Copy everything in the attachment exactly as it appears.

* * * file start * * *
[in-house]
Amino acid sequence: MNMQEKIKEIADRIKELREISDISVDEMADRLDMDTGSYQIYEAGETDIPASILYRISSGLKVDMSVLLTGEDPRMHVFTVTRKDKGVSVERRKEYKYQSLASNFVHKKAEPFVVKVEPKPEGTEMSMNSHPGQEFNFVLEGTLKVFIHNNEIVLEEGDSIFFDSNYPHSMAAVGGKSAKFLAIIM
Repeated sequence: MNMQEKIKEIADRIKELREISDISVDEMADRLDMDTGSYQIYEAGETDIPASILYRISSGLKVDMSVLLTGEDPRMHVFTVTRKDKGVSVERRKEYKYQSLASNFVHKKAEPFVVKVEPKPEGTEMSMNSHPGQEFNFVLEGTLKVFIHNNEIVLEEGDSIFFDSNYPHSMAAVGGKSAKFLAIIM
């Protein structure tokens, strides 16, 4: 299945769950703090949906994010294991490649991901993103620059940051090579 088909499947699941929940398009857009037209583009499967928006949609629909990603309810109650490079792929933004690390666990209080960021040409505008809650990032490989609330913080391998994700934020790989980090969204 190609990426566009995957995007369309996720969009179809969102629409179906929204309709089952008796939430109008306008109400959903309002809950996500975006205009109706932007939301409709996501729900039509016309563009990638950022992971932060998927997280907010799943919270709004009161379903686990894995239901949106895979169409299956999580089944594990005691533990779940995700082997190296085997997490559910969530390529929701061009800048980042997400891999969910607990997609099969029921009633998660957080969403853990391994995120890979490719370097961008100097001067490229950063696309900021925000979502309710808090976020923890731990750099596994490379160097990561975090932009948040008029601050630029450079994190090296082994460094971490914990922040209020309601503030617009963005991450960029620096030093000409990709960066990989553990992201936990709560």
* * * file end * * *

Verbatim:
[in-house]
Amino acid sequence: MNMQEKIKEIADRIKELREISDISVDEMADRLDMDTGSYQIYEAGETDIPASILYRISSGLKVDMSVLLTGEDPRMHVFTVTRKDKGVSVERRKEYKYQSLASNFVHKKAEPFVVKVEPKPEGTEMSMNSHPGQEFNFVLEGTLKVFIHNNEIVLEEGDSIFFDSNYPHSMAAVGGKSAKFLAIIM
Repeated sequence: MNMQEKIKEIADRIKELREISDISVDEMADRLDMDTGSYQIYEAGETDIPASILYRISSGLKVDMSVLLTGEDPRMHVFTVTRKDKGVSVERRKEYKYQSLASNFVHKKAEPFVVKVEPKPEGTEMSMNSHPGQEFNFVLEGTLKVFIHNNEIVLEEGDSIFFDSNYPHSMAAVGGKSAKFLAIIM
């Protein structure tokens, strides 16, 4: 299945769950703090949906994010294991490649991901993103620059940051090579 088909499947699941929940398009857009037209583009499967928006949609629909990603309810109650490079792929933004690390666990209080960021040409505008809650990032490989609330913080391998994700934020790989980090969204 190609990426566009995957995007369309996720969009179809969102629409179906929204309709089952008796939430109008306008109400959903309002809950996500975006205009109706932007939301409709996501729900039509016309563009990638950022992971932060998927997280907010799943919270709004009161379903686990894995239901949106895979169409299956999580089944594990005691533990779940995700082997190296085997997490559910969530390529929701061009800048980042997400891999969910607990997609099969029921009633998660957080969403853990391994995120890979490719370097961008100097001067490229950063696309900021925000979502309710808090976020923890731990750099596994490379160097990561975090932009948040008029601050630029450079994190090296082994460094971490914990922040209020309601503030617009963005991450960029620096030093000409990709960066990989553990992201936990709560």